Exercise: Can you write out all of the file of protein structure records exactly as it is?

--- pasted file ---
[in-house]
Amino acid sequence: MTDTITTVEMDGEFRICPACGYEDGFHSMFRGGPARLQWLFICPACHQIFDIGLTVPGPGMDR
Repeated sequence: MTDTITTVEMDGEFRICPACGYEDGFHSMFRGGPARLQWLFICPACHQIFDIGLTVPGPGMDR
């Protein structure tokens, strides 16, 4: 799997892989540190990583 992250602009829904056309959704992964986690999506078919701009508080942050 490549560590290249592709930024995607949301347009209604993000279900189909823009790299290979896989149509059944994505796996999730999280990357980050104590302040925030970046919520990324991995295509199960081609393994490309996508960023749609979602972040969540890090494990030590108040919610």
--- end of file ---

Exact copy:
[in-house]
Amino acid sequence: MTDTITTVEMDGEFRICPACGYEDGFHSMFRGGPARLQWLFICPACHQIFDIGLTVPGPGMDR
Repeated sequence: MTDTITTVEMDGEFRICPACGYEDGFHSMFRGGPARLQWLFICPACHQIFDIGLTVPGPGMDR
């Protein structure tokens, strides 16, 4: 799997892989540190990583 992250602009829904056309959704992964986690999506078919701009508080942050 490549560590290249592709930024995607949301347009209604993000279900189909823009790299290979896989149509059944994505796996999730999280990357980050104590302040925030970046919520990324991995295509199960081609393994490309996508960023749609979602972040969540890090494990030590108040919610």